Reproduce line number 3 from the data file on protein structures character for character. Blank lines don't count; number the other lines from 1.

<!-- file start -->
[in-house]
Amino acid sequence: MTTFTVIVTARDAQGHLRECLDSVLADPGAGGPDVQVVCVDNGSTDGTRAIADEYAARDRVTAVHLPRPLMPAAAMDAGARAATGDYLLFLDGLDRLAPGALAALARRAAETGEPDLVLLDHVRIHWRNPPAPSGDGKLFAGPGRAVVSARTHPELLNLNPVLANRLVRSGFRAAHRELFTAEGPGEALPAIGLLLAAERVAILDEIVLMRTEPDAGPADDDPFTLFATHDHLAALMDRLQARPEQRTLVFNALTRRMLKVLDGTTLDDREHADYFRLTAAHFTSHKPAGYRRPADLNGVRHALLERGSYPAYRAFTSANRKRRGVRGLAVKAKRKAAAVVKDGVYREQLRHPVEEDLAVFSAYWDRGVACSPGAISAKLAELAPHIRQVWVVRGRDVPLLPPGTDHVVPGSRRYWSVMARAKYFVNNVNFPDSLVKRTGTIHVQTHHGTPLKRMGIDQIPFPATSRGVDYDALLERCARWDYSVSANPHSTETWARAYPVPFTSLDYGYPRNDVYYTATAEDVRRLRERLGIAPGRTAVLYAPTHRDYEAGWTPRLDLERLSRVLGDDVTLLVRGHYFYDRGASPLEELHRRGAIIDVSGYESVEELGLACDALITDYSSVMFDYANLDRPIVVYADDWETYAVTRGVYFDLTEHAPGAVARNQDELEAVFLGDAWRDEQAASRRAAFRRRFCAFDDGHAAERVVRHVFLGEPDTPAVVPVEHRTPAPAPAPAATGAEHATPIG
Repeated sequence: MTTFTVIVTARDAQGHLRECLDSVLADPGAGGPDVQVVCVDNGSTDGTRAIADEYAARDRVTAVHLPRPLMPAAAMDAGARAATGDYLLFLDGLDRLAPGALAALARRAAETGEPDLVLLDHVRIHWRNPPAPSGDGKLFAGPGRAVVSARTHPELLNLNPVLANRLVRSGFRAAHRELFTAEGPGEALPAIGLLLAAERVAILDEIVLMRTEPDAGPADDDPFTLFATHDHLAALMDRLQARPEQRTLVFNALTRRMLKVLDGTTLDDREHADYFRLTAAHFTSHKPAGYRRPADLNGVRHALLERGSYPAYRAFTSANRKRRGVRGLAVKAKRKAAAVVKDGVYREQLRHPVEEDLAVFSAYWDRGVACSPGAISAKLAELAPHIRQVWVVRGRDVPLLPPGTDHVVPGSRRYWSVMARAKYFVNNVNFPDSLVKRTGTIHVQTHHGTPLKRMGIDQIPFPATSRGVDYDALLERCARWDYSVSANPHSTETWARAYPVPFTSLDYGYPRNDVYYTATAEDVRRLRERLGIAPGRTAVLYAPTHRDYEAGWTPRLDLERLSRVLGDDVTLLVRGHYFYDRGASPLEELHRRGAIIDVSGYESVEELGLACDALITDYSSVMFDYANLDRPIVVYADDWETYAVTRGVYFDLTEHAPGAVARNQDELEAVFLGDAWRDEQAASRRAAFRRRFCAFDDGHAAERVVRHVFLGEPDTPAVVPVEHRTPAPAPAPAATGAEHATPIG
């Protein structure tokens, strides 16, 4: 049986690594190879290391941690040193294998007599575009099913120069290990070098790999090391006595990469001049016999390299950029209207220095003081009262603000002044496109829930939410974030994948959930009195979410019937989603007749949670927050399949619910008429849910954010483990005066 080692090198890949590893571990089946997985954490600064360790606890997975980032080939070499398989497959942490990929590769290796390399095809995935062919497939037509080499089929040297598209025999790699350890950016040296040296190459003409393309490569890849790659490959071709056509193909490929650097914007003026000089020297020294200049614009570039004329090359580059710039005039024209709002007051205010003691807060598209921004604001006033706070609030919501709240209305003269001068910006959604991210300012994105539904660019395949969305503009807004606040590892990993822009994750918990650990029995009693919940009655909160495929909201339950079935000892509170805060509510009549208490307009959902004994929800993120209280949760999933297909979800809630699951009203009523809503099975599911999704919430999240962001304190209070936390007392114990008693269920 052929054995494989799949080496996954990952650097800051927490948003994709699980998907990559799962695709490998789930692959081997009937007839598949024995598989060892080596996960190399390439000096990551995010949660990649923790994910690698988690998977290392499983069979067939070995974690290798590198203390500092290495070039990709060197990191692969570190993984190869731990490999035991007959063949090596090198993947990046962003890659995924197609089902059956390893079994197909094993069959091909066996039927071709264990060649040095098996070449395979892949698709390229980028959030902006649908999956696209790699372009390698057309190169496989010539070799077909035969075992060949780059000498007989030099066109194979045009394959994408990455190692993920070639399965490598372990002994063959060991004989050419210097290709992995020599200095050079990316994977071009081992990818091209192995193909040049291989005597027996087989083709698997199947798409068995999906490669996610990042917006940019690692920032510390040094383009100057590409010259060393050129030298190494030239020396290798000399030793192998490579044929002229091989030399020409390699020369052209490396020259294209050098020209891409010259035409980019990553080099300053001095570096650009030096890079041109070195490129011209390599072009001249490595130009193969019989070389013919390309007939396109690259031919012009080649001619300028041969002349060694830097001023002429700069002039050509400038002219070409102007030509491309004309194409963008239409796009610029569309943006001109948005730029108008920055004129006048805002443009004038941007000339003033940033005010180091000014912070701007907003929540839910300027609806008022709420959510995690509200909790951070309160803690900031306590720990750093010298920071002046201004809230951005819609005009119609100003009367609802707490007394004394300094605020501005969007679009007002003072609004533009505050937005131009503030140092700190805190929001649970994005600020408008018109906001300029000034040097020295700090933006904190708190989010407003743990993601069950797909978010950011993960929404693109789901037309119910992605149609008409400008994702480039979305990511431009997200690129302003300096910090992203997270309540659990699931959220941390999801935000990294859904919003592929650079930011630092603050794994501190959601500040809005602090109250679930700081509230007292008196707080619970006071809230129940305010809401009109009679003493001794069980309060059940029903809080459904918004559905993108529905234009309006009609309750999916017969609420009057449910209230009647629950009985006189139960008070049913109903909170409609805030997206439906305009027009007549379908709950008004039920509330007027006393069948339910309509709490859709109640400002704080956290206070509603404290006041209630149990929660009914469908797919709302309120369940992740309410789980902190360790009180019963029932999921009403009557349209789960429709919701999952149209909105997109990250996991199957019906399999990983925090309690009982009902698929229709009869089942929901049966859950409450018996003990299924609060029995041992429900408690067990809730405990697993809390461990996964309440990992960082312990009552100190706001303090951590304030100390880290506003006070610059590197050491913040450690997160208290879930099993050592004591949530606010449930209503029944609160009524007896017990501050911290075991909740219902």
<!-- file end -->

Repeated sequence: MTTFTVIVTARDAQGHLRECLDSVLADPGAGGPDVQVVCVDNGSTDGTRAIADEYAARDRVTAVHLPRPLMPAAAMDAGARAATGDYLLFLDGLDRLAPGALAALARRAAETGEPDLVLLDHVRIHWRNPPAPSGDGKLFAGPGRAVVSARTHPELLNLNPVLANRLVRSGFRAAHRELFTAEGPGEALPAIGLLLAAERVAILDEIVLMRTEPDAGPADDDPFTLFATHDHLAALMDRLQARPEQRTLVFNALTRRMLKVLDGTTLDDREHADYFRLTAAHFTSHKPAGYRRPADLNGVRHALLERGSYPAYRAFTSANRKRRGVRGLAVKAKRKAAAVVKDGVYREQLRHPVEEDLAVFSAYWDRGVACSPGAISAKLAELAPHIRQVWVVRGRDVPLLPPGTDHVVPGSRRYWSVMARAKYFVNNVNFPDSLVKRTGTIHVQTHHGTPLKRMGIDQIPFPATSRGVDYDALLERCARWDYSVSANPHSTETWARAYPVPFTSLDYGYPRNDVYYTATAEDVRRLRERLGIAPGRTAVLYAPTHRDYEAGWTPRLDLERLSRVLGDDVTLLVRGHYFYDRGASPLEELHRRGAIIDVSGYESVEELGLACDALITDYSSVMFDYANLDRPIVVYADDWETYAVTRGVYFDLTEHAPGAVARNQDELEAVFLGDAWRDEQAASRRAAFRRRFCAFDDGHAAERVVRHVFLGEPDTPAVVPVEHRTPAPAPAPAATGAEHATPIG